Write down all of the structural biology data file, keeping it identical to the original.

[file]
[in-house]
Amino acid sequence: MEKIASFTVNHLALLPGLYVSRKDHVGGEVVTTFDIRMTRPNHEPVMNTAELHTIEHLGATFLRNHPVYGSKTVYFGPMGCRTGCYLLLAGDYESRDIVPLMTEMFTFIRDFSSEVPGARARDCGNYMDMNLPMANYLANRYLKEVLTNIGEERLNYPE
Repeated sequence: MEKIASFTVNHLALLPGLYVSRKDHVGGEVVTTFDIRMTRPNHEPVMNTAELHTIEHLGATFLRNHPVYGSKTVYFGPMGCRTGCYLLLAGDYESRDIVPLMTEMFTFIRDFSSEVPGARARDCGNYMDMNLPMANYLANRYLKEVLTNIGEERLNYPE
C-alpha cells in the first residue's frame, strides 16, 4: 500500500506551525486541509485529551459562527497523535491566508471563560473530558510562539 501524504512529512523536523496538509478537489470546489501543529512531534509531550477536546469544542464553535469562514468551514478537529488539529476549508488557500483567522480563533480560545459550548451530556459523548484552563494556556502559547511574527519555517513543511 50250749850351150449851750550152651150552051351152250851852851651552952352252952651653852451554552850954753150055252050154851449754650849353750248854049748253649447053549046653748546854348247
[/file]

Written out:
[in-house]
Amino acid sequence: MEKIASFTVNHLALLPGLYVSRKDHVGGEVVTTFDIRMTRPNHEPVMNTAELHTIEHLGATFLRNHPVYGSKTVYFGPMGCRTGCYLLLAGDYESRDIVPLMTEMFTFIRDFSSEVPGARARDCGNYMDMNLPMANYLANRYLKEVLTNIGEERLNYPE
Repeated sequence: MEKIASFTVNHLALLPGLYVSRKDHVGGEVVTTFDIRMTRPNHEPVMNTAELHTIEHLGATFLRNHPVYGSKTVYFGPMGCRTGCYLLLAGDYESRDIVPLMTEMFTFIRDFSSEVPGARARDCGNYMDMNLPMANYLANRYLKEVLTNIGEERLNYPE
C-alpha cells in the first residue's frame, strides 16, 4: 500500500506551525486541509485529551459562527497523535491566508471563560473530558510562539 501524504512529512523536523496538509478537489470546489501543529512531534509531550477536546469544542464553535469562514468551514478537529488539529476549508488557500483567522480563533480560545459550548451530556459523548484552563494556556502559547511574527519555517513543511 50250749850351150449851750550152651150552051351152250851852851651552952352252952651653852451554552850954753150055252050154851449754650849353750248854049748253649447053549046653748546854348247